Russell and Duenes

Should Housewives Do Outside Evangelism?

with 2 comments

My wife and I have discussed the topic of evangelism with some regularity, yet as we were talking about it today, I got to thinking: What did evangelism look like for a puritan wife with numerous children in 17th and 18th century America? Take Sarah Edwards, Jonathan Edwards’ wife. She had eleven children to raise, and her husband was sometimes working up to thirteen hours a day. He may not have been typical, but doubtless most men in New England at that time were spending long hours on the job, particularly if they were farming. Does anyone imagine that Sarah Edwards was doing a lot of “evangelistic activities” outside the home? Further, most everyone in the towns would have considered themselves Christians. I would gather that the only real “pagans” around would be the Natives, and I don’t imagine that your average housewife was doing a lot of evangelism among them.

So what kind of evangelism would these housewives be doing? Would they be doing a lot of it outside the home? Would they be handing out tracts? Would they be trying to engage “unbelievers” in the public places and spaces? Or would they be primarily invested in training their children to grow up in the Lord?

I raise this issue not because I think housewives today need an excuse not to evangelize their neighbors, but rather, to put evangelism for housewives in some historical context. Evangelism looks different in different eras and places. Further, it seems to me that the training up of the next generation in godliness was historically thought of as a very, very important job for mothers. And I think that our views of what constitutes “evangelism” these days can become rather reductionistic. To me, the most important evangelism my wife and I will do will be toward our children. Paul seems to echo this sentiment in his exhortation to young widows. He says that “they get into the habit of being idle and going about from house to house. And not only do they become idlers, but also gossips and busybodies, saying things they ought not to. So I counsel younger widows to marry, to have children, to manage their homes and to give the enemy no opportunity for slander (1 Tim. 5:13-14). Of course Paul’s advice is now routinely discarded as “oppressive” to women. Working outside the home, I have more opportunities for evangelism in that context than does my wife, and this is as I would expect it to be for a mother of two toddlers. I think it’s great if mothers have outside relationships with non-Christians with whom they can share their faith, but I don’t know if mothers historically always had such relationships, and I don’t think they would be primary in any context.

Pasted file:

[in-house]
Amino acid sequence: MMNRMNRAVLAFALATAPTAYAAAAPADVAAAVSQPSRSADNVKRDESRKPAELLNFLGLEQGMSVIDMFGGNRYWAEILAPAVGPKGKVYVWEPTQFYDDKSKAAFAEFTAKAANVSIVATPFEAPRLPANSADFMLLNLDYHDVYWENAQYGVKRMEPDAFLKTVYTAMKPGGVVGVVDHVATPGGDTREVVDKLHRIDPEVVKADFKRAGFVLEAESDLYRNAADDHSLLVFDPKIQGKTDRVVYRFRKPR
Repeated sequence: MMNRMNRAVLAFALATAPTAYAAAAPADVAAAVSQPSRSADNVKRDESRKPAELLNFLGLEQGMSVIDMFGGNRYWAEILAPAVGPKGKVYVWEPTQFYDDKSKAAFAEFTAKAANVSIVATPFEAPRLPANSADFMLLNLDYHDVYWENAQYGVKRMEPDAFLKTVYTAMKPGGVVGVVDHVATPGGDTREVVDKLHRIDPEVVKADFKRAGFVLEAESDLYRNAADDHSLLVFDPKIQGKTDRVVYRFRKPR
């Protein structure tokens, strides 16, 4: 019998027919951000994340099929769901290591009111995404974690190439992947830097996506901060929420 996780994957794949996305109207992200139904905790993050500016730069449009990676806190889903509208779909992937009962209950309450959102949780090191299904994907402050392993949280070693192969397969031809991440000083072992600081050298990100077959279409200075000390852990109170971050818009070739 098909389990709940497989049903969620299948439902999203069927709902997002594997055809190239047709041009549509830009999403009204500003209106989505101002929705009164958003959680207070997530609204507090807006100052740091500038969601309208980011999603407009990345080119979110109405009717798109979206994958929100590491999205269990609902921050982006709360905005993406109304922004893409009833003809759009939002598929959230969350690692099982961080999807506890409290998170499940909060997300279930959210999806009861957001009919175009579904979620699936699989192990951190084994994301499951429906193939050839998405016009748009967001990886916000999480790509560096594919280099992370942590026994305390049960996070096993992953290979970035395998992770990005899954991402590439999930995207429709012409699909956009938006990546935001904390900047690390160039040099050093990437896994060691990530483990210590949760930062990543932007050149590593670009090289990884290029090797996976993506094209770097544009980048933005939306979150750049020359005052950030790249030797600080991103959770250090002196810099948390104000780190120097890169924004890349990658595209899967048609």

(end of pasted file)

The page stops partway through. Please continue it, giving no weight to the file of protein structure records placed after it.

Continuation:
I would love to see more mothers give the lion’s share of their attention to discipling their own children, teaching them to obey Christ in everything, including the reaching of the nations with the gospel. But I think it’s asking a lot to say that housewives should be doing the same kind of outside evangelism as others.


Written by Michael Duenes

May 31, 2010 at 9:11 pm

Posted in Duenes, Reflections

2 Responses